Picture: Sakhile Ndlazi
Picture: Sakhile Ndlazi
Picture: Sakhile Ndlazi
Picture: Sakhile Ndlazi
Picture: Sakhile Ndlazi
Picture: Sakhile Ndlazi

Johannesburg - It was systems go - or rather, all engines go - when executive mayor of Tshwane Solly Msimanga waved the solar cars onto the road, for the 2018 Sasol Solar Challenge.

Times Square at Menlyn Maine was a hive of activity with motor and technology junkies. 

Msimanga said the event represents ingenuity, efficiency, hard work and cutting-edge technology. 

"It’s everything we need in the city of Tshwane, and we’re proud to once again host the Sasol Solar Challenge start,” he said.

However, it wasn’t all smooth sailing or driving. The Swiss team had a bit of a struggle at the start of the challenge, when their wheels locked, which delayed their start. 

The Hong Kong team got stuck on the N1 Highway, as they experienced problems with solar panels.

Five South African teams are taking on solar cars from Japan, Hong Kong, the Netherlands and Switzerland as they put chase through the country, powered only by the African sun.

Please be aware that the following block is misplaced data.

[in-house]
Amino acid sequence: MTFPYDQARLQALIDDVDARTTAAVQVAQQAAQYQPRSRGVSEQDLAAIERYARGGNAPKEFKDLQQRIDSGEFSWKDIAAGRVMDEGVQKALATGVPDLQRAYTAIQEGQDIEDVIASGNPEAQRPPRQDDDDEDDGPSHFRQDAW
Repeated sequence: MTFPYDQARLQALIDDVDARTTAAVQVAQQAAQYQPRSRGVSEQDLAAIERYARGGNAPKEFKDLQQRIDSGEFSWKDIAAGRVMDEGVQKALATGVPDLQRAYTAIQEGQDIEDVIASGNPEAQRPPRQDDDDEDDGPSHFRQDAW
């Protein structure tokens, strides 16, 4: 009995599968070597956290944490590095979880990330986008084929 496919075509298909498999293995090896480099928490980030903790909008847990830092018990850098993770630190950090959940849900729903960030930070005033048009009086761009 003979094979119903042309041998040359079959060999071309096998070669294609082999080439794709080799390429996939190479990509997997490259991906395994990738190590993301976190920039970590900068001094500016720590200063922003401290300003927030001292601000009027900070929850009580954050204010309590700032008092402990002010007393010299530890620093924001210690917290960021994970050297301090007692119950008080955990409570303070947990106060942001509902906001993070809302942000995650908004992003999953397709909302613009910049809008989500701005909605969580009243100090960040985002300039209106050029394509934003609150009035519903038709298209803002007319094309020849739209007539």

“This is an incredibly challenging event, and we commend all the competitors who have spent months building solar cars and planning for the tough route through South Africa,” said Winstone Jordaan, Sasol Solar Challenge founder and director.

International and local solar car teams will battle it out on South African roads as they try to clock more than 4 500 km of solar-powered distance on the 2018 Sasol Solar Challenge. The current record, held by Dutch team Nuon, was set in 2016 at 4 716 kilometres.

The 2018 event marks a decade of solar car challenges in South Africa, as it runs for the sixth time. The Sasol Solar Challenge sees solar-powered cars from across the world compete to cover the biggest distance across public roads, heading from Pretoria to Sasolburg, heading through Bloemfontein to Gariep Dam, and on to Middelburg and Graaff-Reinet.

The Star